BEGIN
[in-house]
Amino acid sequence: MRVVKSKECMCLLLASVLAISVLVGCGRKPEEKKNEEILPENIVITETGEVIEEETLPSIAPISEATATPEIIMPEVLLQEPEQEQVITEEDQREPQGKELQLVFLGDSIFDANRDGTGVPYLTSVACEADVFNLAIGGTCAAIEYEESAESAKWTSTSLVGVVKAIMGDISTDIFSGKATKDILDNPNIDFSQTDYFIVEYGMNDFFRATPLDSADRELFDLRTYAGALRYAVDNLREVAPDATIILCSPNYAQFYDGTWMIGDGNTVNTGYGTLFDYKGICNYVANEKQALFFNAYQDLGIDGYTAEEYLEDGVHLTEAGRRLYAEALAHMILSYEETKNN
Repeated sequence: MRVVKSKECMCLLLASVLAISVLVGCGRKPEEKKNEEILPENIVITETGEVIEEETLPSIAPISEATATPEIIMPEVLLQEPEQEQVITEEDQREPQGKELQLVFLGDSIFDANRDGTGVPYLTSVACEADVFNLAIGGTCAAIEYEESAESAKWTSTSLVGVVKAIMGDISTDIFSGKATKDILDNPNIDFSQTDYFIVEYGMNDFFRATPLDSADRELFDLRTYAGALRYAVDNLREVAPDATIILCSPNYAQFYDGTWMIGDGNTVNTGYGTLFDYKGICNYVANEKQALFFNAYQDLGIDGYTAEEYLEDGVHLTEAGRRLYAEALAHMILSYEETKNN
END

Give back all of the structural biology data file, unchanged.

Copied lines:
[in-house]
Amino acid sequence: MRVVKSKECMCLLLASVLAISVLVGCGRKPEEKKNEEILPENIVITETGEVIEEETLPSIAPISEATATPEIIMPEVLLQEPEQEQVITEEDQREPQGKELQLVFLGDSIFDANRDGTGVPYLTSVACEADVFNLAIGGTCAAIEYEESAESAKWTSTSLVGVVKAIMGDISTDIFSGKATKDILDNPNIDFSQTDYFIVEYGMNDFFRATPLDSADRELFDLRTYAGALRYAVDNLREVAPDATIILCSPNYAQFYDGTWMIGDGNTVNTGYGTLFDYKGICNYVANEKQALFFNAYQDLGIDGYTAEEYLEDGVHLTEAGRRLYAEALAHMILSYEETKNN
Repeated sequence: MRVVKSKECMCLLLASVLAISVLVGCGRKPEEKKNEEILPENIVITETGEVIEEETLPSIAPISEATATPEIIMPEVLLQEPEQEQVITEEDQREPQGKELQLVFLGDSIFDANRDGTGVPYLTSVACEADVFNLAIGGTCAAIEYEESAESAKWTSTSLVGVVKAIMGDISTDIFSGKATKDILDNPNIDFSQTDYFIVEYGMNDFFRATPLDSADRELFDLRTYAGALRYAVDNLREVAPDATIILCSPNYAQFYDGTWMIGDGNTVNTGYGTLFDYKGICNYVANEKQALFFNAYQDLGIDGYTAEEYLEDGVHLTEAGRRLYAEALAHMILSYEETKNN